All across the country, physicians and medical boards are spreading the word about the responsible prescribing of opioids. State and federal agencies are toughening criminal and administrative penalties for doctors and clinics that traffic in prescription drugs. Governors across the country are forming opioid working groups that include senior Health and Human Services professionals, attorneys general, drug courts, hospital professionals, elected officials and more.
Research shows that a number of factors can help insurance companies better understand the severity of claims early on in the life cycle of a claim. Two studies by the National Council on Compensation Insurance, Inc. (NCCI) highlight the effect of obesity on workers’ compensation claims. According to “Reserving in the Age of Obesity,” a Nov. 1, 2010, NCCI study by Chris Laws and Frank Schmid, the ratio in the medical costs per claim of obese to nonobese claimants deteriorates over time from a ratio of 2.8 at the end of one year, to 4.5 at the end of three years, to 5.3 at the end of five years.(15) In a following study from May 29, 2012, “Indemnity Benefit Duration and Obesity,” authors Frank Schmid, Chris Laws and Mathew Montero found the duration of obese claimants is more than five times the duration of nonobese claimants, after controlling for primary International Classification of Diseases (ICD)-9 code, injury year, state, industry, gender and age for temporary total and permanent total indemnity benefit payments.(16) Deloitte’s claim predictive models have shown that the number of medical conditions at the time of injury plays a significant role in determining the ultimate severity and potential for excess opioid usage (e.g., claims with three or more existing medical conditions are 12 times more costly than claims with no existing medical conditions).
With energy and momentum building around addressing the opioid epidemic, insurance companies can leverage behavioral economics and data-driven nudges to help treating physicians improve outcomes and return to work. Leveraging prescribing guidelines and the model results and reason codes that help explain the top five drivers behind the model prediction, insurance company physicians can be more strategic in shaping the discussions they have with treating physicians. For the highest-scoring claims, the insurance company may want to use a mix of peer-to-peer contact and data-driven nudges (e.g., “did you know that 95% of physicians we work with follow the state prescribing guidelines and only prescribe 30 days of opioids for this type of claim,” ”for injuries of this type, physicians we work with usually prescribe less than x milligrams of strength,” etc.). For lower-scoring claims, the insurance company may touch base with the treating physician but skip any reference to data-driven nudges.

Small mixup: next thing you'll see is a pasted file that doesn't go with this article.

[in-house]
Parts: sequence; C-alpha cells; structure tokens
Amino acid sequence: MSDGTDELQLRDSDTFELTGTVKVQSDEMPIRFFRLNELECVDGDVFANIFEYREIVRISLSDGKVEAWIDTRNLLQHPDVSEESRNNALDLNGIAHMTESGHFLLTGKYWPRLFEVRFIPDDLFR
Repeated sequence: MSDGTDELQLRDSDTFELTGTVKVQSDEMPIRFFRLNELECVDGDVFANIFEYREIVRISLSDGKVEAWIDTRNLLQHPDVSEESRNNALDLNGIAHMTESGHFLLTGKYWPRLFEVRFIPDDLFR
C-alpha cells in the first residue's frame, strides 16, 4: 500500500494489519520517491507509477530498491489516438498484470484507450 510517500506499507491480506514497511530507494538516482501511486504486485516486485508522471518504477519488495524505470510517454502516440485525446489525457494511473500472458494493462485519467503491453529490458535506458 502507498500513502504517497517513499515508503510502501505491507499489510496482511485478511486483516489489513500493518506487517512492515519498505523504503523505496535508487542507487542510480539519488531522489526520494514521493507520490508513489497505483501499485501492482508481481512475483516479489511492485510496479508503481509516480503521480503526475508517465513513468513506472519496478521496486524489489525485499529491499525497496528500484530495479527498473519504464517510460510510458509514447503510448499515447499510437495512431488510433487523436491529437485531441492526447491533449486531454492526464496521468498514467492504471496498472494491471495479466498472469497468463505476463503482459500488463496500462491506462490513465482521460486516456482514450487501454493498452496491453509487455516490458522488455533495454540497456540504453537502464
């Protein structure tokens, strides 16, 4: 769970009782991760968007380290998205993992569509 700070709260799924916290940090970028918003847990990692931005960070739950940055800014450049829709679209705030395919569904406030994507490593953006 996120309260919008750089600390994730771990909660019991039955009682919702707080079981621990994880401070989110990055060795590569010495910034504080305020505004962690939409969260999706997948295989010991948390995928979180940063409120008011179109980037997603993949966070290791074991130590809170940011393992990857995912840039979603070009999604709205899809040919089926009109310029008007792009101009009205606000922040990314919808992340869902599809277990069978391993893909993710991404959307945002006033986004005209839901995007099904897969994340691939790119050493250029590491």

In the end, it is important for workers’ compensation insurers and their medical professionals to clearly understand opioid prescribing guidelines and the internal and external factors that could affect the opioid usage and habits of their injured workers. A Business Insurance white paper titled “Opioid Abuse and Workers’ Comp – How to Tackle a Growing Problem,” described the challenge well: “Monitoring or managing opioid abuse is another key step for workers’ comp managers. It’s not enough to simply dive into the data and look for claimants who appear to be using lots of opioids. Nor is preventing doctors from prescribing opioids a desirable action. The goal is to find claimants who are struggling with a problem they never intended to have, and support those claimants in solving that problem.”(17)
However, our hope is that through the use of predictive analytics (i.e., the ability to identify, in the first few days of receiving a claim, individuals most likely to become high consumers of opioids), prescribing guidelines and physician peer-to-peer outreach, we can help increase insurers’ and treating physicians’ awareness as they work to help prevent injured workers from struggling with dependency and addiction before the behaviors or habits ever form.
As former British Prime Minister Benjamin Disraeli once said, “What we anticipate seldom occurs; what we least expect generally happens.” The science and passion exists today to better anticipate opioid trends and help prevent opioid dependency and addiction before it happens.
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 James W. Harris, PhD, CSO Vatex Explorations LLC, www.gpo.gov
 Precision measures the ratio of true predicted positives to the ratio of true predictive positives plus false predicted positives. Recall, also referred to as sensitivity, measures the ratio of true predicted positives to the ratio of true predicted positives plus false predicted negatives. Specificity measures the ratio of true predicted negatives to the ratio of true predicted negatives plus false predicted positives.